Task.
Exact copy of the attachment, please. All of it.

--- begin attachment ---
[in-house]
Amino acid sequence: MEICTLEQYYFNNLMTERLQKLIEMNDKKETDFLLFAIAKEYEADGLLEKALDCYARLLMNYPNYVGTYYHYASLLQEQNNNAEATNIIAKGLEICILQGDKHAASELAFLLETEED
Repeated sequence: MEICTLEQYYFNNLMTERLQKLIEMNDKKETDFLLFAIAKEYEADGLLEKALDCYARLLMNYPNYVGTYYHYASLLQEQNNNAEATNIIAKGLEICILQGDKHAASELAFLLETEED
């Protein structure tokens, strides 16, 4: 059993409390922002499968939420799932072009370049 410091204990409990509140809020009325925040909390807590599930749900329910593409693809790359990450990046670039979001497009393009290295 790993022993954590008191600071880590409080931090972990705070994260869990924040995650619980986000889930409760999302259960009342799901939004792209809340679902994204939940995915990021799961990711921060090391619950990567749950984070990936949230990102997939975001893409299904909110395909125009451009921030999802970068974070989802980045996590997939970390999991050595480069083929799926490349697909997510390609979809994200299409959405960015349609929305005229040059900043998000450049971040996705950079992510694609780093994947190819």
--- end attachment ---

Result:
[in-house]
Amino acid sequence: MEICTLEQYYFNNLMTERLQKLIEMNDKKETDFLLFAIAKEYEADGLLEKALDCYARLLMNYPNYVGTYYHYASLLQEQNNNAEATNIIAKGLEICILQGDKHAASELAFLLETEED
Repeated sequence: MEICTLEQYYFNNLMTERLQKLIEMNDKKETDFLLFAIAKEYEADGLLEKALDCYARLLMNYPNYVGTYYHYASLLQEQNNNAEATNIIAKGLEICILQGDKHAASELAFLLETEED
């Protein structure tokens, strides 16, 4: 059993409390922002499968939420799932072009370049 410091204990409990509140809020009325925040909390807590599930749900329910593409693809790359990450990046670039979001497009393009290295 790993022993954590008191600071880590409080931090972990705070994260869990924040995650619980986000889930409760999302259960009342799901939004792209809340679902994204939940995915990021799961990711921060090391619950990567749950984070990936949230990102997939975001893409299904909110395909125009451009921030999802970068974070989802980045996590997939970390999991050595480069083929799926490349697909997510390609979809994200299409959405960015349609929305005229040059900043998000450049971040996705950079992510694609780093994947190819």